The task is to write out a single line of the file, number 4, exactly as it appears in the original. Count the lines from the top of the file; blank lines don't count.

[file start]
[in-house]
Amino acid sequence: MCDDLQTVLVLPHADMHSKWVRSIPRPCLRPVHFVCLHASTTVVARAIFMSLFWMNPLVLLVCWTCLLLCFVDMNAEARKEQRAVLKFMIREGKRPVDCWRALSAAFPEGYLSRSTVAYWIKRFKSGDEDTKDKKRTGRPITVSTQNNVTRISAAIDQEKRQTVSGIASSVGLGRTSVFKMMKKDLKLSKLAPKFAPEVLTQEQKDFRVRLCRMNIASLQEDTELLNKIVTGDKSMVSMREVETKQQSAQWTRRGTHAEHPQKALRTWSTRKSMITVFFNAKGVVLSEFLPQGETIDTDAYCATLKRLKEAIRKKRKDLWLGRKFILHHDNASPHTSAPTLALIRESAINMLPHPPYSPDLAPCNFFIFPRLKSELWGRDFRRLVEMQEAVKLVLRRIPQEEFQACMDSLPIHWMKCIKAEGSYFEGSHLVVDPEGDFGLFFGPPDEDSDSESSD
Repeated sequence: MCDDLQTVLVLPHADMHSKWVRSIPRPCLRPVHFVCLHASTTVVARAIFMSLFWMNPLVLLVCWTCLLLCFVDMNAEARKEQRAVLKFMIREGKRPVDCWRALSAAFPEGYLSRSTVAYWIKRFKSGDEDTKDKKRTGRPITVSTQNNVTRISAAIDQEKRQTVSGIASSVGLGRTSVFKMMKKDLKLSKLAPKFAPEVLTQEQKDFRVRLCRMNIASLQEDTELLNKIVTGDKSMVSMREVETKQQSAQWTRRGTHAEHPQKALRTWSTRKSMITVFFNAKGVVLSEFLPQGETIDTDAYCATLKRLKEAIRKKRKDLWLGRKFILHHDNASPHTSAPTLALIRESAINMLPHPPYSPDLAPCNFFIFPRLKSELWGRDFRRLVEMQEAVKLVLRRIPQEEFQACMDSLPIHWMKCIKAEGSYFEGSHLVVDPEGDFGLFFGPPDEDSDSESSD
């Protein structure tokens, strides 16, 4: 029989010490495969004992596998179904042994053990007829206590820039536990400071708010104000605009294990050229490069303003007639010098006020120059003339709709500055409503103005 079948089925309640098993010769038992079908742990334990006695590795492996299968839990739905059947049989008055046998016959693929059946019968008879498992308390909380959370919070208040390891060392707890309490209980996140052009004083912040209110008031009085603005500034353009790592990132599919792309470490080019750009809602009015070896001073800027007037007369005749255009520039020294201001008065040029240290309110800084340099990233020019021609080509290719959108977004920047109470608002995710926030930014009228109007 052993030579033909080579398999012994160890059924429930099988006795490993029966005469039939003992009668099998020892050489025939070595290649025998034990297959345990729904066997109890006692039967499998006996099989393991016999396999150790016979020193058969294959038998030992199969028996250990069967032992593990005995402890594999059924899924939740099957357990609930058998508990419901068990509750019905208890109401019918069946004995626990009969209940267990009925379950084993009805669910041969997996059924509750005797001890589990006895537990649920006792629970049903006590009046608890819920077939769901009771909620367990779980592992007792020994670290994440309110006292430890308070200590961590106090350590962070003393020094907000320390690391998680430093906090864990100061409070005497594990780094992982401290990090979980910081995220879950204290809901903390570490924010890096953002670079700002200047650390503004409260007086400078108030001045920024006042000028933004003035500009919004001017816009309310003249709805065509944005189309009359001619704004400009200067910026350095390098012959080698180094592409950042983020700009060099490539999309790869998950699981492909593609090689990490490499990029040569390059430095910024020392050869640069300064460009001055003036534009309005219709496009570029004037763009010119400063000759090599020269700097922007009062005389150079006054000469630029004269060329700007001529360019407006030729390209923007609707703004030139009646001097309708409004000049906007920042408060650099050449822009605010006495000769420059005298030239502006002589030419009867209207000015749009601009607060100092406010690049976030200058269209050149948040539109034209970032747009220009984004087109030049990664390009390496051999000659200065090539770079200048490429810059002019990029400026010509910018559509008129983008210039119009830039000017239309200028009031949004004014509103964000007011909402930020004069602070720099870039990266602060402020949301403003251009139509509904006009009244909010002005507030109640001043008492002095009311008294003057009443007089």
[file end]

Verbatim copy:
């Protein structure tokens, strides 16, 4: 029989010490495969004992596998179904042994053990007829206590820039536990400071708010104000605009294990050229490069303003007639010098006020120059003339709709500055409503103005 079948089925309640098993010769038992079908742990334990006695590795492996299968839990739905059947049989008055046998016959693929059946019968008879498992308390909380959370919070208040390891060392707890309490209980996140052009004083912040209110008031009085603005500034353009790592990132599919792309470490080019750009809602009015070896001073800027007037007369005749255009520039020294201001008065040029240290309110800084340099990233020019021609080509290719959108977004920047109470608002995710926030930014009228109007 052993030579033909080579398999012994160890059924429930099988006795490993029966005469039939003992009668099998020892050489025939070595290649025998034990297959345990729904066997109890006692039967499998006996099989393991016999396999150790016979020193058969294959038998030992199969028996250990069967032992593990005995402890594999059924899924939740099957357990609930058998508990419901068990509750019905208890109401019918069946004995626990009969209940267990009925379950084993009805669910041969997996059924509750005797001890589990006895537990649920006792629970049903006590009046608890819920077939769901009771909620367990779980592992007792020994670290994440309110006292430890308070200590961590106090350590962070003393020094907000320390690391998680430093906090864990100061409070005497594990780094992982401290990090979980910081995220879950204290809901903390570490924010890096953002670079700002200047650390503004409260007086400078108030001045920024006042000028933004003035500009919004001017816009309310003249709805065509944005189309009359001619704004400009200067910026350095390098012959080698180094592409950042983020700009060099490539999309790869998950699981492909593609090689990490490499990029040569390059430095910024020392050869640069300064460009001055003036534009309005219709496009570029004037763009010119400063000759090599020269700097922007009062005389150079006054000469630029004269060329700007001529360019407006030729390209923007609707703004030139009646001097309708409004000049906007920042408060650099050449822009605010006495000769420059005298030239502006002589030419009867209207000015749009601009607060100092406010690049976030200058269209050149948040539109034209970032747009220009984004087109030049990664390009390496051999000659200065090539770079200048490429810059002019990029400026010509910018559509008129983008210039119009830039000017239309200028009031949004004014509103964000007011909402930020004069602070720099870039990266602060402020949301403003251009139509509904006009009244909010002005507030109640001043008492002095009311008294003057009443007089």